A long trip, a long day in Mexico for New Zealand's Ryan Fox
MEXICO CITY (AP) — Playing golf on foreign soil is nothing new to Ryan Fox. He just didn't know what planet he was on Thursday in the Mexico Championship.
Fox was home in New Zealand earlier this week, fresh off a European Tour victory in the Super 6 Perth that moved him to No. 66 in the world. He had plans for a little fishing, a little wine and some practice ahead of the 100th playing of the New Zealand Open.
That's when he got the call he was in the field as an alternate for a World Golf Championship and its $10.25 million purse.
And that's when his adventures began.
He booked a flight to Mexico City and arrived at 8:30 p.m. Wednesday. He was in the second group off Thursday at Chapultepec Golf Club, a course he had never seen, in altitude (7,800 feet) he had never experienced.
And then the jet lag kicked in.
"I fell asleep at 10:30 p.m., no problem, and woke up at midnight," he said. "Took a sleeping pill about half past 1 a.m. and didn't know what planet I was on when the alarm went at 7 this morning. So, I actually felt all right for most of the round. It really hit me on 13, 14. Kind of felt drunk almost the last five or six holes, limbs flying everywhere. And I hung on pretty well."
By all accounts, his 1-over 72 might have felt just as good as the 63 by Rory McIlroy to lead after the first round.
Jake McLeod has a Kiwi caddie who was kind enough to leave yardage books at Fox's hotel room when he checked in, so he sat down with his coach to try to plot his way around Chapultepec. The decision was to keep golf as simple as possible.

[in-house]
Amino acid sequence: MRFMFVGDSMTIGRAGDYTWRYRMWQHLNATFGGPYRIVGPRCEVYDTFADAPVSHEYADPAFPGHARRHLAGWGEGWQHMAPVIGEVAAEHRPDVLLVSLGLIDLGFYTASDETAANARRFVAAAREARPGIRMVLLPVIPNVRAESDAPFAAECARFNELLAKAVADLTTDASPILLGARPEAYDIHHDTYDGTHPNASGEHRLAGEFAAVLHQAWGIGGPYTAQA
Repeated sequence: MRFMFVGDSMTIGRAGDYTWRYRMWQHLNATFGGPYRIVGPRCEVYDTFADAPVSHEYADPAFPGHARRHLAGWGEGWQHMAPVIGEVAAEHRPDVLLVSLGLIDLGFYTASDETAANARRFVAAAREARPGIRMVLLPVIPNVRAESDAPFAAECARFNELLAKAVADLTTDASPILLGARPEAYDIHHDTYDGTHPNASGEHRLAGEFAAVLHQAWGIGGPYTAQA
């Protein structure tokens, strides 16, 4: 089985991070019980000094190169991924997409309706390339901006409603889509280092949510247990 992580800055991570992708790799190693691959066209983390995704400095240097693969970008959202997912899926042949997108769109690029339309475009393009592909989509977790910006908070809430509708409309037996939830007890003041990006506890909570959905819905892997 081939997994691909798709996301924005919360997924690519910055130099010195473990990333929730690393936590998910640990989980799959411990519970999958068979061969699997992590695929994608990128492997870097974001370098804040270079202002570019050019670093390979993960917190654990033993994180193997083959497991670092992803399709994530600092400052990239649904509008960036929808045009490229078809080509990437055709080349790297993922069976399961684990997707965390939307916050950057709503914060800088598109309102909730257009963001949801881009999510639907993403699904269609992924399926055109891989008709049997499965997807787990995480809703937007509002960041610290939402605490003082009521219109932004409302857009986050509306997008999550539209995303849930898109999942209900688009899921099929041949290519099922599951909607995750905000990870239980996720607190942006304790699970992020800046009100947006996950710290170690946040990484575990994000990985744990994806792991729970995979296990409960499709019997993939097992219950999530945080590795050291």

Most players hit driver over the trees on the 383-yard second hole near the front of the green. Fox laid up with an iron.
"It looks like there's some lines you can take the golf course on," he said. "But not having seen it, it's pretty hard to do that. So I tried to stay out of trouble as much as possible today."
Fox was headed for the range after the round, to practice in altitude and mainly try to stay awake.
"I've got some caffeine ready to go, as well, and hopefully I can make it past dinnertime tonight and get a good sleep," he said. "I actually came to the golf course early today to do some yardages on TrackMan because I had no idea how far it was going to go. So at least I don't have to do that tomorrow. I can spend an extra couple hours in bed and hopefully can feel a little bit better."
This is the first year for alternates at the World Golf Championships. Fox got in for Andrew Putnam, whose wife is having a baby.
Considering he played the last five weeks — three straight in the Middle East, two in Australia — he could have used a break, especially with his national open next week.
"We were tossing up, 'Do we come here with no preparation, and then needing preparation for the New Zealand Open?' But in the end, it's a WGC," he said.